Chapter 13 Review

Chapter 13 Review - Chapter 13 13.1 Water is a renewable...

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Chapter 13 13.1 Water is a renewable resource, purified and distributed in the hydrological cycle, which is driven by solar energy. The Earth has an enormous quantity of water, but only a small fraction of it is available for human use. This fact underscores the importance of managing it wisely. 13.2 Where Does Water Come from and Who Uses It? -Most water comes from surface water supplies like rivers, streams, and lakes. -Globally, agriculture and industry are the major users of water.
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Water Shortages Water shortages occur virtually everywhere. They’re most prevalent in areas that receive small amounts of precipitation, but can occur in any region in which demand exceeds existing water supplies. Factors likely to make water shortages even more prevalent in coming years: population growth agricultural expansion demand for water by the industrial sector Drought and Water Shortages Droughts occur naturally but may also result from human actions such as overgrazing and deforestation. Droughts reduce water supplies and create significant social, economic, and environmental problems. Impacts of Water Supply System Much of the water removed from a source never returns to its source. Water comes to us via an elaborate and costly system that has a tremendous impact on the environment. Understanding the system and its impacts may help us design more sustainable systems of water supply. When demand becomes excessive, impacts start to become evident - Rivers run dry for extended periods - Habitat disappears - Population of aquatic species are reduced - Aquifers dry up - Salt water intrudes into freshwater aquifers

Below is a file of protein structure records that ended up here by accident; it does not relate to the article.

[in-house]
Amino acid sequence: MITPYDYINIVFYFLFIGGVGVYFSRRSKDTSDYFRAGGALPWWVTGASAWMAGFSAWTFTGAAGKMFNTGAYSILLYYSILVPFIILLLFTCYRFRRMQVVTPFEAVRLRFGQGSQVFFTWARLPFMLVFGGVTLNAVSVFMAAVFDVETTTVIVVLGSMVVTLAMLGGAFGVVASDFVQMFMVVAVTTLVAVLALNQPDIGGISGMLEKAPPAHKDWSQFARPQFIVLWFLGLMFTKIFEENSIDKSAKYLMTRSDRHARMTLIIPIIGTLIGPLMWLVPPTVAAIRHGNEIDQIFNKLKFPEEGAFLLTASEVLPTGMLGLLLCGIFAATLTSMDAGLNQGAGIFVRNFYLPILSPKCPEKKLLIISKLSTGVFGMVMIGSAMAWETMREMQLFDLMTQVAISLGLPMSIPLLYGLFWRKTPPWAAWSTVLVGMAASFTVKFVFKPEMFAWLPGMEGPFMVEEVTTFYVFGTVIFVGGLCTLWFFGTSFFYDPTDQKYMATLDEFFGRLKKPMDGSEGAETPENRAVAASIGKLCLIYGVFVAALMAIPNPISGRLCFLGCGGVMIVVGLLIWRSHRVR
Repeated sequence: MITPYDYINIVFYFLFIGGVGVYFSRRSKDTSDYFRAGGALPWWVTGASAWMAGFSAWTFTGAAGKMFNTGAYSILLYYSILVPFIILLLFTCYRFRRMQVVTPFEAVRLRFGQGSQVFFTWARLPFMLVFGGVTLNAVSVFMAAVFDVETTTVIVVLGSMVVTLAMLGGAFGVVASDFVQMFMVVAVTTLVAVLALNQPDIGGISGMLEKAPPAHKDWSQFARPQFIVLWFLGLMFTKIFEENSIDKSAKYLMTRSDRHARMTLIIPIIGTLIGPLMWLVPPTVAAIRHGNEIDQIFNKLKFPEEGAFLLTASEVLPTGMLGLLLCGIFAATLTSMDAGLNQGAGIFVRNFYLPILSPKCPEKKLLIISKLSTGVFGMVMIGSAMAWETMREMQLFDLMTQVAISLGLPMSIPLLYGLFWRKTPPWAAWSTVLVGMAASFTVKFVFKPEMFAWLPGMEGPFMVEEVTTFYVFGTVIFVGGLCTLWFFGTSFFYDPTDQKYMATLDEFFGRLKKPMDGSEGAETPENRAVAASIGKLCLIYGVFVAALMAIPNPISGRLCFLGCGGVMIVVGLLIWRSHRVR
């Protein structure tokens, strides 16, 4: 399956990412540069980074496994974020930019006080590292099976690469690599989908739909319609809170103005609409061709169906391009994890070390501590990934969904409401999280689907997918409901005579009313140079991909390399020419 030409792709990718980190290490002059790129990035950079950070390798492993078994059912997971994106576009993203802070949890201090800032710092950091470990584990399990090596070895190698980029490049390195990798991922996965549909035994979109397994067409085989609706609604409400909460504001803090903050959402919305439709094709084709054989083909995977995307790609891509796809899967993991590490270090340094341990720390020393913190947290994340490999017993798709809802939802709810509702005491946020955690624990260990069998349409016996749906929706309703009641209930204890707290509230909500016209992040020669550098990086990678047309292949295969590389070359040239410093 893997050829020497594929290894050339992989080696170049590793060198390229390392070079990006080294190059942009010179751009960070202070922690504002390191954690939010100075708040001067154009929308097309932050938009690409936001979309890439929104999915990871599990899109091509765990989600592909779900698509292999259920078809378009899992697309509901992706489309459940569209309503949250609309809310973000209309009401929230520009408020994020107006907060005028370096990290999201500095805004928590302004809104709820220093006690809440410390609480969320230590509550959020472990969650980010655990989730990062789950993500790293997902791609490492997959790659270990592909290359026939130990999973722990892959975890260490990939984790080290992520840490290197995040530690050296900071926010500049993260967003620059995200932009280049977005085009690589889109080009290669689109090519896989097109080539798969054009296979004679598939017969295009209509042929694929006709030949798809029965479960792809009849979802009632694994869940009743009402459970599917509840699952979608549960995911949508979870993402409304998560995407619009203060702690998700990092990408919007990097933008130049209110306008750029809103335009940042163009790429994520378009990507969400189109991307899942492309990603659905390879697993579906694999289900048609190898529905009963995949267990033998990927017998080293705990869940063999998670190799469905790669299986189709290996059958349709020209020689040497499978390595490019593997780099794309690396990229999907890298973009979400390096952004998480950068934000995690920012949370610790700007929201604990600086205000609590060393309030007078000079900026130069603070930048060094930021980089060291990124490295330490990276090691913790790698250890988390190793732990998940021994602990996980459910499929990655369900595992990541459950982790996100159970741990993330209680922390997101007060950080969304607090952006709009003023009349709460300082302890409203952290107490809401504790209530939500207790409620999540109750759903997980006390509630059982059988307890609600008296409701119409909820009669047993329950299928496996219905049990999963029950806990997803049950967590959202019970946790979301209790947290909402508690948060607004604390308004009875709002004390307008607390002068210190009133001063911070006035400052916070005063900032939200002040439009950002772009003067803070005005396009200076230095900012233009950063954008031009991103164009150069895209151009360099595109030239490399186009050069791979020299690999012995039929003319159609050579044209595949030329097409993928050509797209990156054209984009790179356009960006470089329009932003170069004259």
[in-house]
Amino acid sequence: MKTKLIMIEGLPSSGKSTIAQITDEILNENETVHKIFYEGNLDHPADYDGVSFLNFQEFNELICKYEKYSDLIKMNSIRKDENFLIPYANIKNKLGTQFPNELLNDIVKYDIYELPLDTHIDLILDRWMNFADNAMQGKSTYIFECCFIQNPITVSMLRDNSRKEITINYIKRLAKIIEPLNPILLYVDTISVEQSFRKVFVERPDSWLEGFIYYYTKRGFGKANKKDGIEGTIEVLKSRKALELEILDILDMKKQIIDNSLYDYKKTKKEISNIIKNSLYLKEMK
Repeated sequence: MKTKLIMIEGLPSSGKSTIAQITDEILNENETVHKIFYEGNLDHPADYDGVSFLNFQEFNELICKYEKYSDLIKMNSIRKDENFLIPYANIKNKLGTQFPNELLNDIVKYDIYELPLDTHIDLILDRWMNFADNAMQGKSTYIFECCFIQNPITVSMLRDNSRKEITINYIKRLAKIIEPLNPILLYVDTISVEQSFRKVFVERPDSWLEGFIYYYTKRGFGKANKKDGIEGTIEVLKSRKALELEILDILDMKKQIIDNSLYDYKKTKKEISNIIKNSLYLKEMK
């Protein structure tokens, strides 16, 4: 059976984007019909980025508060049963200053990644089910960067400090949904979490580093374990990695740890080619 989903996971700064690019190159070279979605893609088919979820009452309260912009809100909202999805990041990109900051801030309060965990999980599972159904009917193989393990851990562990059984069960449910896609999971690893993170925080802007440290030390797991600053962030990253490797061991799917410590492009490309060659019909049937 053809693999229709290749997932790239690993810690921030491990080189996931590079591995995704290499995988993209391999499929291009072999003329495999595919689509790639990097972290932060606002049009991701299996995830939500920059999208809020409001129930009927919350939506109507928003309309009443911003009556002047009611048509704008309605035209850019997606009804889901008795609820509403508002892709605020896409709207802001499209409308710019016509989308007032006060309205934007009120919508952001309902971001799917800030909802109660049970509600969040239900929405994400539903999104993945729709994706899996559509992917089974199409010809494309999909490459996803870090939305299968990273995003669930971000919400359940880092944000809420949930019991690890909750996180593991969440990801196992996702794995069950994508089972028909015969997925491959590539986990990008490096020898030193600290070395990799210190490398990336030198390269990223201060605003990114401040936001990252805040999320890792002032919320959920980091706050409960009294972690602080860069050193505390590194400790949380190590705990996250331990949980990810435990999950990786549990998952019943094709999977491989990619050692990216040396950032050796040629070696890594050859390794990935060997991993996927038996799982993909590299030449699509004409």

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Dams and reservoirs have many benefits, such as flood control and water storage. They also have profound impacts on people, wildlife, and the economy.
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Chapter 13 Review - Chapter 13 13.1 Water is a renewable...

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